Teklanika River Valley in Denali National Park and Preserve
|District||Denali Borough, Yukon–Koyukuk Census Area|
|Source||Cantwell Glacier in Denali National Park|
|• location||Alaska Range, Denali Borough|
|• elevation||4,370 ft (1,330 m)|
|10 miles (16 km) southwest of Nenana, Yukon–Koyukuk Census Area|
|413 ft (126 m)|
|Length||90 mi (140 km)|
The Teklanika River is a 91-mile (146 km) tributary of the Nenana River in the U.S. state of Alaska. The Nenana is a tributary of the Tanana River, which is part of the Yukon River drainage in the central interior region of the state. Flowing northward from headwaters at the Cantwell Glacier in the Alaska Range, the Teklanika drains an area widely visited by tourists to Denali National Park and Preserve. The park's only road crosses the river at milepost 31 and a National Park campground is located on its eastern bank at milepost 29.
On its course, the river travels north from the core Alaska Range as a braided river, becoming rapid and narrow as it traverses through the Primrose Ridge, braiding again through the Stampede Trail valley, narrowing again through the Tekla Ridge before ultimately meandering through a complex series of oxbow turns and lakes across the southern Tanana River valley.
In the book Into the Wild, the Teklanika River is referred to as the Rubicon for American adventurer Christopher McCandless. Since then, the river has proven an often deadly obstacle to many hikers attempting to reach the bus where McCandless camped-out and later died of starvation.
In August 2010, a Swiss hiker, Claire Ackermann, drowned in an attempt to cross the river while tied off to a rope that was strung by previous hikers between trees on both shores. While she drowned on state land, her body was pulled ashore by her French boyfriend a short distance downriver. That point was on Denali National Park land, triggering a dispute between Park Rangers and State Troopers as to jurisdiction.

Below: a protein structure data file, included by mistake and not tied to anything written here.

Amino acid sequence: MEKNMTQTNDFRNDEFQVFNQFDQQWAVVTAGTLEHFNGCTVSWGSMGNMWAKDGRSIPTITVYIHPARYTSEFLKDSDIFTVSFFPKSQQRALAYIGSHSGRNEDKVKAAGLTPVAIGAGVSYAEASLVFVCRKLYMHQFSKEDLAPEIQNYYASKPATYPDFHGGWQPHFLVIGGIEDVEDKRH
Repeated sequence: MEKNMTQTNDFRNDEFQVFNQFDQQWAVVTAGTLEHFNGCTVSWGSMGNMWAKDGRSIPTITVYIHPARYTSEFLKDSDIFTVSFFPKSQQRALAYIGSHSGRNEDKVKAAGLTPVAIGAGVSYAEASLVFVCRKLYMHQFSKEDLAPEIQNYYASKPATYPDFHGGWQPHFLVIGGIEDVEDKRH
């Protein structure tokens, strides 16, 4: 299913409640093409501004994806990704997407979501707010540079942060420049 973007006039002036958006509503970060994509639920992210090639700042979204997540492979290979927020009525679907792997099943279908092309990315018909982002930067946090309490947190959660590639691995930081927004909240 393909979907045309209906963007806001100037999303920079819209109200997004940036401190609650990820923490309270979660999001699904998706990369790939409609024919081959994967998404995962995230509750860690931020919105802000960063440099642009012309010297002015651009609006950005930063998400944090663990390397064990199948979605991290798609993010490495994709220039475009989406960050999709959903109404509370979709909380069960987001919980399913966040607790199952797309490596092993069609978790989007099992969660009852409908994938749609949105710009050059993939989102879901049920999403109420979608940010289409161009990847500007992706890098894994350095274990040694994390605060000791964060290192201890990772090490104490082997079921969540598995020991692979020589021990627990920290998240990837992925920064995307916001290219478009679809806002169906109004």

In June 2020 the bus used by McCandless was removed because of public safety concerns. The 1940s bus was taken to the remote trail in 1960 and used as accommodations by a road crew, according to Denali Borough Mayor, Clay Walker. In 2019 a newlywed Belarusian woman drowned trying to cross the swollen river on her way to the site. A stranded Brazilian had to be rescued in April 2020 and five Italians were rescued in February 2020, with one suffering from severe frostbite. In total 15 bus-related search and rescue operations for visitors to the bus were carried out between 2007 and 2019. It was air-lifted by a US army Chinook helicopter.
On September 24, 2020, the Museum of The North at the University of Alaska (Fairbanks) announced it became the permanent home of McCandless' 'Magic Bus 142' where it will be restored and an outdoor exhibit will be created. 
- "Teklanika River". Geographic Names Information System. United States Geological Survey. March 31, 1981. Retrieved October 23, 2013.
- Derived by entering source coordinates in Google Earth.
- Alaska Atlas & Gazetteer (7th ed.). Yarmouth, Maine: DeLorme. 2010. pp. 104, 114, 122. ISBN 978-0-89933-289-5.
- Bright, William (2004). Native American Place Names of the United States. Norman: University of Oklahoma Press. p. 486. ISBN 0-8061-3576-X.
- Saverin, Diana (December 18, 2013). "The Chris McCandless Obsession Problem". Outside. Retrieved July 27, 2019.
- "'Into The Wild' bus removed from Alaska wilderness". BBC News. BBC News. 19 June 2020. Retrieved 19 June 2020.
- "Museum of The North". University of Alaska.
- Osborne, Ryan. "Famous McCandless 'Bus 142' moved to UAF's Museum of the North". https://www.alaskasnewssource.com. Retrieved 2020-09-25. External link in